The Good Life: A Taste of Lima

During my years of traipsing around Latin America, I have always regarded Lima as one of the underrated gastronomic capitals of the hemisphere. There's nothing like unwinding at a seaside eatery in one of the Peruvian capital's outlying suburbs with a frothy pisco sour cocktail and a plate of seviche marinated in lime juice and ají peppers.

Thanks to the efforts of a couple of enterprising Peruvian businesswomen, visitors can now sample the city's diverse fare. Culinary Tour Peru offers a one-day crash course in local cuisine. The brainchild of longtime travel-industry entrepreneur Patricia La Rosa, the six-hour "golden" tour includes a buffet lunch and visits to a typical sevichería and a 19th-century Lima tavern, where tourists learn how to prepare the tangy seafood appetizer and test their bartending skills with the pisco grape liquor ($55 to $90 per person, minimum two clients; culinarytour.com.pe).

For serious foodies, Wendy Alperstein launched her Taste of Peru tours four years ago to promote the indigenous, Spanish and Asian culinary influences. An eight-day, seven-night package features multi-course fusion dinners at the top-drawer Lima restaurants Astrid y Gastón and Malabar, and a class led by chefs who demonstrate pachamanca, a native cooking technique that uses a pit covered with hot stones and firewood to bake meats wrapped in banana leaves. The itinerary includes an excursion to an open-air food market and side trips to Machu Picchu and Cuzco, where guests are treated to coca-leaf tea and a dinner of indigenous dishes like capchi de setas, a casserole made with oyster mushrooms and sieva beans (about $2,700 per person; magicalcuzcotours.com). "There is so much to taste, and we want you to taste it all," says Alperstein. Your palate will never be the same.

Hot Spot: Malmaison Oxford, England
Time was when no one stayed at the Malmaison for pleasure—and unlucky guests might count their stays in decades, not days. For more than 140 years the imposing block served as the city's jail. That was before the makeover that saw the prison refurbished as a boutique hotel with 94 bedrooms.

Ambience: The keynote is understated luxury. Where possible, the layout of the interior has been left largely unchanged, but bold colors and designer furniture help to dispel the gloom. For the curious, one original cell with three beds survives in the basement. Steady your nerves beforehand in the bar down the hallway, and when you need an escape, the city center is in easy strolling distance of the prison gates.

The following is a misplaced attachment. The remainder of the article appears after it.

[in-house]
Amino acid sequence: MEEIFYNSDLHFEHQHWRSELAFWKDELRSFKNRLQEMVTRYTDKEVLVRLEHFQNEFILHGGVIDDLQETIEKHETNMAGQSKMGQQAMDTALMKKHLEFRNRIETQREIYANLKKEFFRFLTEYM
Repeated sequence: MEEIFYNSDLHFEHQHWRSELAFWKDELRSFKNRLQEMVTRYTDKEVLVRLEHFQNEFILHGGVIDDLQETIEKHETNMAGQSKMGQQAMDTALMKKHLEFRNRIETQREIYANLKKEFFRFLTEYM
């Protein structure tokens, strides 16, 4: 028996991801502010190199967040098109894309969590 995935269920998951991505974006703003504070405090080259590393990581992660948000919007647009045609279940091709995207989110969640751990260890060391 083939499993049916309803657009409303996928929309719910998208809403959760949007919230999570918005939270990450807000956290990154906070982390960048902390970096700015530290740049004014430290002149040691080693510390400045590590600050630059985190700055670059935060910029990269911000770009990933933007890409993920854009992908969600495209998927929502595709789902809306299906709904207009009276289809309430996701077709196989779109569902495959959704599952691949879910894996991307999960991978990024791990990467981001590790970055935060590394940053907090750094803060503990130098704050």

Rooms: Most rooms were created from three former cells knocked together, grouped around a central atrium. Exposed brickwork and metal stairways testify to a grimmer past, but latter-day residents can expect the standard amenities—including flat-screen TVs. Prices begin at £140 a night.

Dining: This jailhouse aims to rock. The brasserie prides itself on modern British cooking with a little extra flair, like duck breast and choucroute. Homemade fries may have figured on the prison menu, but never with a Bloody Mary sauce.

Four Hours In Ottawa
The Canadian capital may feel like a small town, but it has the cultural attractions and striking architecture of a much bigger city.

VISIT the myriad exhibits of the Museum of Civilization. The Canada Hall documents 1,000 years of history from coast to coast (civilization.ca).

SHOP the historic streets of the ByWard Market, where an array of farmers markets, cafés, boutiques and restaurants sit within four compact blocks (bywardmarket.com).

EAT a beaver tail at one of the many stalls dotted around the center of town. Thankfully not the real thing, this local classic is warm, doughy pastry dusted with sugar and cinnamon. Delicious.

WANDER the paths along the Rideau Canal, which snakes through the city and freezes over in winter to become the world's largest outdoor skating rink (ottawatourism.ca).

Bookish Mood
No online book-seller can compete with these classic independent bookshops for ambience: London's famed Daunt Books specializes in travel guides and world classics, nestled on oak shelves (dauntbooks.co.uk). Paris's Librairie Galignani offers political and fine-arts tomes in a mezzanine under vast skylights (224, rue de Rivoli). San Francisco's City Lights hosts poetry readings and lectures (citylights .com). And in China, the Beijing Bookworm's book and wine clubs attract young urbanites and foreign expats (beijingbookworm.com). Happy browsing.

DESIGN
The Writing On the Wall
Wallpaper that actually goes on walls is beginning to resemble the computer-screen variety. Some of the latest trends include magnetic wallpaper for those who need constant change (magscapes.com) and large-scale stickers with cutout imagery, like the iPod ads of colorful cutout figures dancing (rbernier.com). Timorous Beasties uses traditional silk-screening techniques with a modern edge (timorousbeasties.com). Its best-known design, Glasgow Toile ($195 a roll), depicts "the underbelly of urban chaos," says founder Paul Simmons. Selina Rose is literally on the cutting edge, with intricate shapes like butterflies and roses that can be folded to create custom 3-D wall art (selinarose.co.uk). Maxalot Gallery hires leading-edge graphic artists like Build and Joshua Davis to custom-design wall coverings for its clients (maxalot.com). Like background screens, walls will never be the same.

The Maximalist
With 804 diamonds and a choice of rubies, sapphires or emeralds, the Limited Edition Mystery Masterpiece, a joint venture of Montblanc and Van Cleef & Arpels, is like a piece of crown jewelry that also happens to write. Only nine instruments will be crafted, and each will take more than a year and a half to complete. Not coincidentally, Montblanc is also launching a much more affordable diamond jewelry line. $730,000.

The Good Life: A Taste of Lima | U.S.